A high prevalence of autistic symptoms was observed in first-degree relatives of people with SSD. Autistic symptoms severity showed a negative correlation with cognitive performance and functional outcomes also in this population and may represent a diagnostic and treatment target of considerable scientific and clinical interest in both patients and their first-degree relatives.
Deficits in social cognition (SC) are significantly related to community functioning in schizophrenia (SZ). Few studies investigated longitudinal changes in SC and its impact on recovery. In the present study, we aimed: (a) to estimate the magnitude and clinical significance of SC change in outpatients with stable SZ who were assessed at baseline and after 4 years, (b) to identify predictors of reliable and clinically significant change (RCSC), and (c) to determine whether changes in SC over 4 years predicted patient recovery at follow-up.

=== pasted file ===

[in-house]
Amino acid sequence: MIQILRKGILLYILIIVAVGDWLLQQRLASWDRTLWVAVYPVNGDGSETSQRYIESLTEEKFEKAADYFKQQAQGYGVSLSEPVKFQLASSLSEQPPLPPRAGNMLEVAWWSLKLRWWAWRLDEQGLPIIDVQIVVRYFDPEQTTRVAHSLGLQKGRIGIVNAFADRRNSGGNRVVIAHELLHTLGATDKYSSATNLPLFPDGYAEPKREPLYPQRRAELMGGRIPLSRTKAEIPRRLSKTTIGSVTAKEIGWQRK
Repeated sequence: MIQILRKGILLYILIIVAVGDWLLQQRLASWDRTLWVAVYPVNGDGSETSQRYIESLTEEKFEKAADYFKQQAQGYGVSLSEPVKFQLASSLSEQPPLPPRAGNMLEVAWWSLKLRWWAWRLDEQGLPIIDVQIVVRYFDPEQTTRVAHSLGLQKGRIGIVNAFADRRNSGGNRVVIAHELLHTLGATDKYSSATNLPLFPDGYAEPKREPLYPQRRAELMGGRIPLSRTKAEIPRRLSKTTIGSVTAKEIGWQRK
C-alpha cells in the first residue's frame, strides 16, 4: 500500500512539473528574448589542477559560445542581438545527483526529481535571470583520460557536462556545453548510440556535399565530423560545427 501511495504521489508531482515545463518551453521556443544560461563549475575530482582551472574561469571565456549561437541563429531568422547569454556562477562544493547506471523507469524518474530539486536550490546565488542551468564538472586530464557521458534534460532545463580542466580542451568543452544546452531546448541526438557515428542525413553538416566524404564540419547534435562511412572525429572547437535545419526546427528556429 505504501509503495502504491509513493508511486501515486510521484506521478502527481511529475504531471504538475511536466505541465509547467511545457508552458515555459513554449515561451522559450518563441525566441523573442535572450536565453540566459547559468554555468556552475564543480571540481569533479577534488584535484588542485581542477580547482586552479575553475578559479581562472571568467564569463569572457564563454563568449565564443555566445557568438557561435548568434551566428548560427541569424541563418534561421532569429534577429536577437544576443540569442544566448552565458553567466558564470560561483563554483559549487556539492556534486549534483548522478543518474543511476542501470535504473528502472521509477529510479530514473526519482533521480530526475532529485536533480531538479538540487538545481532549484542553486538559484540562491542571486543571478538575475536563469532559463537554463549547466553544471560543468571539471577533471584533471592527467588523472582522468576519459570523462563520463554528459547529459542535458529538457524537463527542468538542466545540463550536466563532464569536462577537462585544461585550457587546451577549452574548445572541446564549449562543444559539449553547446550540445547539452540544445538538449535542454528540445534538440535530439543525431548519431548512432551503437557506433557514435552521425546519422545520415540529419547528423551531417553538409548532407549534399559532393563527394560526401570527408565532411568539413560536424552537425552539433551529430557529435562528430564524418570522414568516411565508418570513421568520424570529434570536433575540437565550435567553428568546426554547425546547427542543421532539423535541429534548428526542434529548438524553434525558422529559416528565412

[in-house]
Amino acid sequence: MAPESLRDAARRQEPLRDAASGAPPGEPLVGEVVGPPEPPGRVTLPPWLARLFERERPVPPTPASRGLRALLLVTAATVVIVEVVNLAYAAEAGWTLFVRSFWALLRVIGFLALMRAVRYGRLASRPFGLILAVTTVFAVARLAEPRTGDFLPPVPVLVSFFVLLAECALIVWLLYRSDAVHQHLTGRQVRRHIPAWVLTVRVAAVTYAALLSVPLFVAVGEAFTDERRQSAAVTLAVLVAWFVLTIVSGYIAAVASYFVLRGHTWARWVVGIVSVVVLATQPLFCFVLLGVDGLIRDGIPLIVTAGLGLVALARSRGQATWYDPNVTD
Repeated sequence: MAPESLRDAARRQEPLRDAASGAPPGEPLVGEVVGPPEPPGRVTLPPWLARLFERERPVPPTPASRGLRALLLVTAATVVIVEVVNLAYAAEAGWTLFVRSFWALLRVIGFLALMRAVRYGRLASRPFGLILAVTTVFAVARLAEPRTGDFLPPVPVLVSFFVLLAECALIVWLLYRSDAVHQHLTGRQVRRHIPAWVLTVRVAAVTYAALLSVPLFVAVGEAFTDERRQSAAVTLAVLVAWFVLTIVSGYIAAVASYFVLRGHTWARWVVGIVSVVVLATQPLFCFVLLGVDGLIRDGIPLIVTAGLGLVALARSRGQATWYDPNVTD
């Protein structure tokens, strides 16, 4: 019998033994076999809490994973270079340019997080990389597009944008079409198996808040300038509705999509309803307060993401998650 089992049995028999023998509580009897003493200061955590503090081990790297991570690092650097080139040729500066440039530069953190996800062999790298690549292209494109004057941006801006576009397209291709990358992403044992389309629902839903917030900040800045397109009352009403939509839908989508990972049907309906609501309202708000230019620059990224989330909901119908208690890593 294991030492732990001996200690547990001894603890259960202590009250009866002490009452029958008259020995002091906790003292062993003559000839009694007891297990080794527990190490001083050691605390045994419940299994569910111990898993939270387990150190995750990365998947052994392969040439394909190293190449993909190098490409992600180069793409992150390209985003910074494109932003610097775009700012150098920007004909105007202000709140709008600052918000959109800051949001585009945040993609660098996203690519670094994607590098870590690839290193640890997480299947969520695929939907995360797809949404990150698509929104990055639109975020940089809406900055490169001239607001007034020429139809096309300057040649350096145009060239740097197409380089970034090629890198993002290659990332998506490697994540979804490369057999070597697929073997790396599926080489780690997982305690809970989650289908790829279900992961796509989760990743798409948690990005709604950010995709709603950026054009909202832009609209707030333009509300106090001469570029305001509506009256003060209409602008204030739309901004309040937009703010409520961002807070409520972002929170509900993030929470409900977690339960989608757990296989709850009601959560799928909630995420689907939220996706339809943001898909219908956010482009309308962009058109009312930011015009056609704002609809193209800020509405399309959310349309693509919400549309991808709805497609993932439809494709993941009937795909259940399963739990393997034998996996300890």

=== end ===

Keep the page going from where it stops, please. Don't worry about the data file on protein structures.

The reliable change index was used to estimate the proportion of true change in SC, not attributable to measurement error. Stepwise multiple logistic regression models were used to identify the predictors of RCSC in a SC domain (The Awareness of Social Inference Test [TASIT]) and the effect of change in TASIT on recovery at follow-up.
In 548 participants, statistically significant improvements were found for the simple and paradoxical sarcasm of TASIT scale, and for the total score of section 2. The reliable change index was 9.8. A cut-off of 45 identified patients showing clinically significant change. Reliable change was achieved by 12.6% and RCSC by 8% of participants. Lower baseline TASIT sect. 2 score predicted reliable improvement on TASIT sect. 2. Improvement in TASIT sect. 2 scores predicted functional recovery, with a 10-point change predicting 40% increase in the probability of recovery.